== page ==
Notebook: Vikings release 13, have one more cut to make
AUG 25, 2014 5:40p ET
EDEN PRAIRIE, Minn. -- With Tuesday's afternoon deadline to reach the 75-man roster limit, the Minnesota Vikings started to pare down their preseason roster on Monday.
Minnesota released 13 players, waived/injured safety Mistral Raymond and has one cut left to get to Tuesday's limit. The Vikings also activated tight end Chase Ford from the physically unable to perform list.
Minnesota released safety Brandan Bishop, tackle Pierce Burton, cornerback Derek Cox, wide receiver Andy Cruse, wide receiver Kamar Jorden, wide receiver Erik Lora, tackle Kevin Murphy, defensive tackle Kheeston Randall, defensive end Tyler Scott, defensive end Jake Snyder, tight end Kory Sperry, cornerback Robert Steeples and receiver Ty Walker.
In his first year as a head coach, Mike Zimmer said there isn't much of a difference in facing the cuts as opposed to being a coordinator.
"I'd like to keep a lot more defensive guys," Zimmer quipped. "But no, I've been through this a long time, too, and I've seen a lot of the same cuts and I'm no different than the assistant coaches. I feel a bond to a lot of these players because of how hard they've worked, how much they've put into it and if they don't get a chance to play for us hopefully they get a chance to play for somebody else. You're always happy for the players when they get another opportunity with someone else."
Raymond was injured in Saturday's game after playing on special teams. A sixth-round draft pick by Minnesota in 2011, Raymond fell behind in a competition for a crowded safety spot. He developed into a starter as a rookie, but injuries ultimately led him to play just 32 games with the Vikings, making 10 starts.
Cox might have been the biggest surprise cut. The 27-year-old was signed to a one-year, $780,000 contract in the offseason after being released by San Diego. Cox had signed a lucrative four-year contract with the Chargers as a free agent last season and has 13 interceptions in five career seasons.
Zimmer said the team is still weighing options in regards to one last cut to be made.
"Some of it was the game this week, it's a short week, the injuries that we have, trying to figure out exactly who we need to have for the game," Zimmer said. "We're always looking for the possibility of trades, possibility of getting more players in here. I talk to the team all the time, we're not competing against the six receivers, we're competing against every receiver in the NFL and the Canadian Football League and wherever we can find guys. However we can put the best football team together for this organization, we're going to do it."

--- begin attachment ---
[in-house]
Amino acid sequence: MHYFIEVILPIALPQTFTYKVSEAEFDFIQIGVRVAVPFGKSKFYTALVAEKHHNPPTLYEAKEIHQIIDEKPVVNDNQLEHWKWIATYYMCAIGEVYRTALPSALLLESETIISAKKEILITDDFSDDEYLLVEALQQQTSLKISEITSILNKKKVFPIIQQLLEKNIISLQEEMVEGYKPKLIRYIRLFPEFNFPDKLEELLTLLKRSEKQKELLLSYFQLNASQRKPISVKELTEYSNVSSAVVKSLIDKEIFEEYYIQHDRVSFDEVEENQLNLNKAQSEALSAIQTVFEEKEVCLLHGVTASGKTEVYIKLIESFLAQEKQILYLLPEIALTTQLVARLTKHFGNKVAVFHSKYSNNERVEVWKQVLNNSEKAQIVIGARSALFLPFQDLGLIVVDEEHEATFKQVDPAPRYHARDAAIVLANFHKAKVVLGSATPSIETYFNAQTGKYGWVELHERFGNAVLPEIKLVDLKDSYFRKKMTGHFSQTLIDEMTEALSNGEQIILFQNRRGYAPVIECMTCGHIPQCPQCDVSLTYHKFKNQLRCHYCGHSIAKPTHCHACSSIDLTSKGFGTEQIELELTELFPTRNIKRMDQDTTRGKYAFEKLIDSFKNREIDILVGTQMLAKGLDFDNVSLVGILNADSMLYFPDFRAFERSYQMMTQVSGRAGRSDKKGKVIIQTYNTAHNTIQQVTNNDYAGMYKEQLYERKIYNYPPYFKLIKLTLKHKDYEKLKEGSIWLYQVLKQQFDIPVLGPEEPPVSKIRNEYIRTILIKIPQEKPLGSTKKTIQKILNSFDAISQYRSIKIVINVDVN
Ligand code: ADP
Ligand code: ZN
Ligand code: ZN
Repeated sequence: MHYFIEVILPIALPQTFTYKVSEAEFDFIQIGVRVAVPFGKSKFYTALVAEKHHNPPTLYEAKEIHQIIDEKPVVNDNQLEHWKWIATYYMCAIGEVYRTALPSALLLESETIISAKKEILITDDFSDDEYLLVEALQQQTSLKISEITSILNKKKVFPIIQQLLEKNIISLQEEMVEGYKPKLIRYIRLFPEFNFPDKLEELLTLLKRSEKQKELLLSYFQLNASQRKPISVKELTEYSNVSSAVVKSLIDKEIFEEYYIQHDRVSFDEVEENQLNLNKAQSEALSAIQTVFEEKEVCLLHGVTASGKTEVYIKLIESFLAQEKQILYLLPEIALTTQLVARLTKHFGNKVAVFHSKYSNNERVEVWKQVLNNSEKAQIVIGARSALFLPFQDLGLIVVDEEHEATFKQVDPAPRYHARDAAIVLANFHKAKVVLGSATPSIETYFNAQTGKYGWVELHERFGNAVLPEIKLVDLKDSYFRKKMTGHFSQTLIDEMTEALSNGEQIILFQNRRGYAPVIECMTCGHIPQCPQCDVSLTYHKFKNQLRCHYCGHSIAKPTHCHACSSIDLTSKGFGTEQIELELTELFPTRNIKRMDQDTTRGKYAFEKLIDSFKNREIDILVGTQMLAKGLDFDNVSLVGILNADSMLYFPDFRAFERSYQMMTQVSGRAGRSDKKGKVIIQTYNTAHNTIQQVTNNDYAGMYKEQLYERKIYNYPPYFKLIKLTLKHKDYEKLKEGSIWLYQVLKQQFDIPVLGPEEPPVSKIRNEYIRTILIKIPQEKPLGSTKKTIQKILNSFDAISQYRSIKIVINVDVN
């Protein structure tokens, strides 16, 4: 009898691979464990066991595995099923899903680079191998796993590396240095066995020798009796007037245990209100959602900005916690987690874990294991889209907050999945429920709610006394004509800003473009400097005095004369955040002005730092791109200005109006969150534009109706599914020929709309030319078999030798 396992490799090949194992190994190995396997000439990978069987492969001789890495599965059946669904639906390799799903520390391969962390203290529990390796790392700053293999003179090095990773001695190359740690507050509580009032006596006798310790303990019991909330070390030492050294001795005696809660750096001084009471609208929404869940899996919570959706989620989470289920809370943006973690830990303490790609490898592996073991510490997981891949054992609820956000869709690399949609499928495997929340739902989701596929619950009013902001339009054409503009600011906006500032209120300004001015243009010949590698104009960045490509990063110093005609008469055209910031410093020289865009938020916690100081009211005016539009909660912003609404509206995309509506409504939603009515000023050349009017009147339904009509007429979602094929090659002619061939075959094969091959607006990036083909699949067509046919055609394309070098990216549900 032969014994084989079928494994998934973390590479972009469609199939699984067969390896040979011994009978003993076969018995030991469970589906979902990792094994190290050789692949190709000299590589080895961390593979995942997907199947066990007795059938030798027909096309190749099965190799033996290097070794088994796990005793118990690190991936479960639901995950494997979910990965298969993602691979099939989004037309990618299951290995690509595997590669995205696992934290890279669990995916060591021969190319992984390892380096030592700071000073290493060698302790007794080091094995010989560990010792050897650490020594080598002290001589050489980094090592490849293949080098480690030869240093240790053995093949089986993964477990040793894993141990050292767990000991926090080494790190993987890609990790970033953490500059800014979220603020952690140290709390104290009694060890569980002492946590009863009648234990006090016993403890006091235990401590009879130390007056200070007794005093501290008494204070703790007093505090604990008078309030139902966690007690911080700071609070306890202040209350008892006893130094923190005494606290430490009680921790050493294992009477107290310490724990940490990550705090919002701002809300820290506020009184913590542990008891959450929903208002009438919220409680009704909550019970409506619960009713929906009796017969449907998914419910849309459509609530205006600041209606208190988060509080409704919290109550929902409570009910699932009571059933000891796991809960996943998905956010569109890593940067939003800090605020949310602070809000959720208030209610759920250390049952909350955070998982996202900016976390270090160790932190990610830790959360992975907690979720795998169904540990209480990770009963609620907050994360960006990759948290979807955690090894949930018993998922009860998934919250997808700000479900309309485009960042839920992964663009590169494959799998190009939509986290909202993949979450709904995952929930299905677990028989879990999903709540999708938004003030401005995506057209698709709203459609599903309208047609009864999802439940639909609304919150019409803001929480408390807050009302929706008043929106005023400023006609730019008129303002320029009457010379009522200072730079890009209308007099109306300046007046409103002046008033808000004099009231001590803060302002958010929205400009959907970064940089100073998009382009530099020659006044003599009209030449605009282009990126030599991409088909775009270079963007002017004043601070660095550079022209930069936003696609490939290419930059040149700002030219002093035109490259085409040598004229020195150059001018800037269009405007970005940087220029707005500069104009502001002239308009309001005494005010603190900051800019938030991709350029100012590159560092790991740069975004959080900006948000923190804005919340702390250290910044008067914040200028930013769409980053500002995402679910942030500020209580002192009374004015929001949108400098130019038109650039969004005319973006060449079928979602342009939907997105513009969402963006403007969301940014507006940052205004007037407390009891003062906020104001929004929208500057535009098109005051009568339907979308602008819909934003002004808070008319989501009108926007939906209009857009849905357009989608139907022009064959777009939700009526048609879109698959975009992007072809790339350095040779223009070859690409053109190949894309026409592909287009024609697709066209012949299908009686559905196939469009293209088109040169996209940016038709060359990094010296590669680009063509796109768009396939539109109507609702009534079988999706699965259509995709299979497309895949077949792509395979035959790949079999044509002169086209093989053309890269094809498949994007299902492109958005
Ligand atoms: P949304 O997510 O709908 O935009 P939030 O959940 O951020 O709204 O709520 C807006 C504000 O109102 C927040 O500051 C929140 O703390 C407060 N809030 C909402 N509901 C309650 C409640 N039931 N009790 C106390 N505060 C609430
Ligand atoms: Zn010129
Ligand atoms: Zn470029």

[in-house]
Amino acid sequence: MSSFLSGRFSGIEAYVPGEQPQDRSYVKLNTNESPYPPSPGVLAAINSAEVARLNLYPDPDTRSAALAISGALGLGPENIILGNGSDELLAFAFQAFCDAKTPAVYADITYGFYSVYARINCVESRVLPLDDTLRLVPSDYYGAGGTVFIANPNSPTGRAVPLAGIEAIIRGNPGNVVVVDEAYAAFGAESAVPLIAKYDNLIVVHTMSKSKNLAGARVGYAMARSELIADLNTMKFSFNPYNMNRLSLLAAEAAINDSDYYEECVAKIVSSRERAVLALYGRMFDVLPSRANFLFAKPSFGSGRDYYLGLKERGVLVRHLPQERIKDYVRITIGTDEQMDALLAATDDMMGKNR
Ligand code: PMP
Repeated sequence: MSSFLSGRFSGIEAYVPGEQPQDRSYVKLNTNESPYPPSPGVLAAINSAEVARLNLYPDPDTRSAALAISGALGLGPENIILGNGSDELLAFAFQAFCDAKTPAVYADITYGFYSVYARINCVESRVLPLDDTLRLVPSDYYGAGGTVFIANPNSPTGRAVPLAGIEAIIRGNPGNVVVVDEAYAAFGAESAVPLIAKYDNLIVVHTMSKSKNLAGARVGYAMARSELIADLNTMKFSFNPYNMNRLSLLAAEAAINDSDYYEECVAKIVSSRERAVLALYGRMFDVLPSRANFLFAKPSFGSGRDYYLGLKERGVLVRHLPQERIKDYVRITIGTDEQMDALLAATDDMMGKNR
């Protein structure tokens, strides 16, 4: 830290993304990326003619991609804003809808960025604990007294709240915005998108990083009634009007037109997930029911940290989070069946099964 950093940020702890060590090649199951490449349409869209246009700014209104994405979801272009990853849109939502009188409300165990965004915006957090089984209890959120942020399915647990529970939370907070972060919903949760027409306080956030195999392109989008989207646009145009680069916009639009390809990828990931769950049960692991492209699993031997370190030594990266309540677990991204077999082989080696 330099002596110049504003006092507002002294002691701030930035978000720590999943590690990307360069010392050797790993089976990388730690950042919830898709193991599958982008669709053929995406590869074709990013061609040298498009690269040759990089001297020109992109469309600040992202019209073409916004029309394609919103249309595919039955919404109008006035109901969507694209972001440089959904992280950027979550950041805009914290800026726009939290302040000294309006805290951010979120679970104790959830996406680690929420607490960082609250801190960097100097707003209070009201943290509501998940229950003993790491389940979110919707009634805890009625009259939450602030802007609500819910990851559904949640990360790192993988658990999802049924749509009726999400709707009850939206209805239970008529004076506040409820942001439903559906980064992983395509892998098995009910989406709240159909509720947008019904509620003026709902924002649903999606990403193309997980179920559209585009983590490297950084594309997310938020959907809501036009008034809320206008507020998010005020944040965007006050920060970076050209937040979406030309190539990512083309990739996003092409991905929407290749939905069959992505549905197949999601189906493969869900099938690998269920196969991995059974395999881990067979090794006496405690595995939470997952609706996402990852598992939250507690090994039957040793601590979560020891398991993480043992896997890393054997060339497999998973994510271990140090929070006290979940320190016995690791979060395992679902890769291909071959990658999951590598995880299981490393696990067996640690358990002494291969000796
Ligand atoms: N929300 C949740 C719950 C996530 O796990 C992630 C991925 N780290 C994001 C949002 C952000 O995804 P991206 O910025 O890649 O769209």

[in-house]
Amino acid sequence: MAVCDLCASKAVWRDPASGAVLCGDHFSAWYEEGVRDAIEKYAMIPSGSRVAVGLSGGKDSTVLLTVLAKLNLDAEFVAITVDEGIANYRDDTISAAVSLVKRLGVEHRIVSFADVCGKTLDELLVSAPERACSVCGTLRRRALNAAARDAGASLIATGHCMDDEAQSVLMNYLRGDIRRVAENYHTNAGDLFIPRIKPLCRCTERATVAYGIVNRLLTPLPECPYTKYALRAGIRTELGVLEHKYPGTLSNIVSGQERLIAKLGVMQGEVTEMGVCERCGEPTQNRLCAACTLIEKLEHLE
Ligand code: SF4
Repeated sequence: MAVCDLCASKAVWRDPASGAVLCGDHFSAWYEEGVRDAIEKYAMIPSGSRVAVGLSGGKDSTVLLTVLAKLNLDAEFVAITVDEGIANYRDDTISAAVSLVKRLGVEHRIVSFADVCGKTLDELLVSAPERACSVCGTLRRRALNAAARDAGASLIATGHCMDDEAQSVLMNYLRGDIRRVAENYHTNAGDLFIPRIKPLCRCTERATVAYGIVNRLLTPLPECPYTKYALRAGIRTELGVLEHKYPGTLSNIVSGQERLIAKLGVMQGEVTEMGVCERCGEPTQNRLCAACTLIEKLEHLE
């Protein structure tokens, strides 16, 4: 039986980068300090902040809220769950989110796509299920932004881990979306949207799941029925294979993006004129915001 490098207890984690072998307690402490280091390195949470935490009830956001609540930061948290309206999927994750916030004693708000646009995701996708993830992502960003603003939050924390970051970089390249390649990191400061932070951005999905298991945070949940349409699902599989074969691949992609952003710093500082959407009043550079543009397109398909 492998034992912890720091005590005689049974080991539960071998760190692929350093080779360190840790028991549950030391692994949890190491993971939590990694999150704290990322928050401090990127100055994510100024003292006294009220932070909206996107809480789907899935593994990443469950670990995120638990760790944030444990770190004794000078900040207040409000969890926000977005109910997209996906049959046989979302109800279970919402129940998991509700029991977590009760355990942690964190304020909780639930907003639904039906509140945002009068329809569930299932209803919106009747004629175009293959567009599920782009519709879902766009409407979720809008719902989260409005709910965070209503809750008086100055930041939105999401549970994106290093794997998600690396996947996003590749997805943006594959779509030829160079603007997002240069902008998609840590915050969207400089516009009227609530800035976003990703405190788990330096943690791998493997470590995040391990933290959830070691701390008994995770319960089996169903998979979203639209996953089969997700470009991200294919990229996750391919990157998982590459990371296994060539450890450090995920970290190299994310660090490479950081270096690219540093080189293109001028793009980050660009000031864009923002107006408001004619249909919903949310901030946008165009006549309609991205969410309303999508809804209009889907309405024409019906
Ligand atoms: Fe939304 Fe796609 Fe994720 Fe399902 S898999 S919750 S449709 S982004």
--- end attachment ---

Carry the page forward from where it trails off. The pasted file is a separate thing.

Ford returns with a late chance to secure the third tight end spot for Minnesota. He caught 11 passes for 133 yards in nine games for the Vikings last season but suffered a broken foot before training camp which required surgery.
"Obviously we've got to see him on the field, but from the rehab reports that we've been getting, he can do everything," Zimmer said. "We'll have to see what kind of condition he is in, his recall for the plays. He's been out here and watching but that doesn't mean that he knows the plays and being able to execute them and what kind of blocking he does. These next 13 days will be important for him."
Vikings, NFL, TRIA partner on grant: The Vikings partnered with TRIA Orthopaedic Center to provide certified athletic training coverage for high school football programs in the Minneapolis and St. Paul school districts this upcoming season.
The team matched a grant from the National Football League Foundation to donate a total of $50,000 to Minneapolis and St. Paul high schools for care of football players. TRIA will provide the care and will also conduct neurocognitive baseline testing for concussion management as part of the initiative. Total Luxury Limousine has also partnered to provide transportation for any required physician's visits.
The initiative will provide for certified athletic trainers to be present for varsity, junior varsity and ninth-grade football games for Minneapolis and St. Paul schools.
"I think that's a really big deal," Vikings head athletic trainer Eric Sugarman said. "Care that these kids have never had, we hope that this is care that they are going to expect to get and it will be very beneficial.
Sugarman added: "Having a certified athletic trainer at these schools can do many things. Obviously, we can help diagnose and evaluate injuries right on the spot, but most importantly we can help diagnose concussions, we can help with return-to-play criteria, things of that sort, really with the bottom line being, to keep our kids safer playing football."
Zimmer shoots down analytic grading: As part of his opening statement on Monday, Zimmer downplayed the analytical grading done by the website ProFootballFocus.com.
The website has been growing in its popularity in recent years and one local report referenced the website as saying Minnesota's safeties and middle linebackers struggled in Saturday's game.
"I look at the grades and I can't tell you what a point-7 is or anything like that," Zimmer said. "But I know that the people that are grading our games and our defenses and our offenses, they don't know if the tackle gets beat inside if we weren't sliding out to the nickel or who our guys were supposed to cover. I guarantee you they don't know who's in our blitz package and what they're supposed to do.
I would just ask everybody to take that with a grain of salt, including our fans. We as coaches get paid a whole bunch of money to do the jobs that we do, evaluate the players that we evaluate and grade them how we grade them, not based on someone else. Anyway, that's off my chest."
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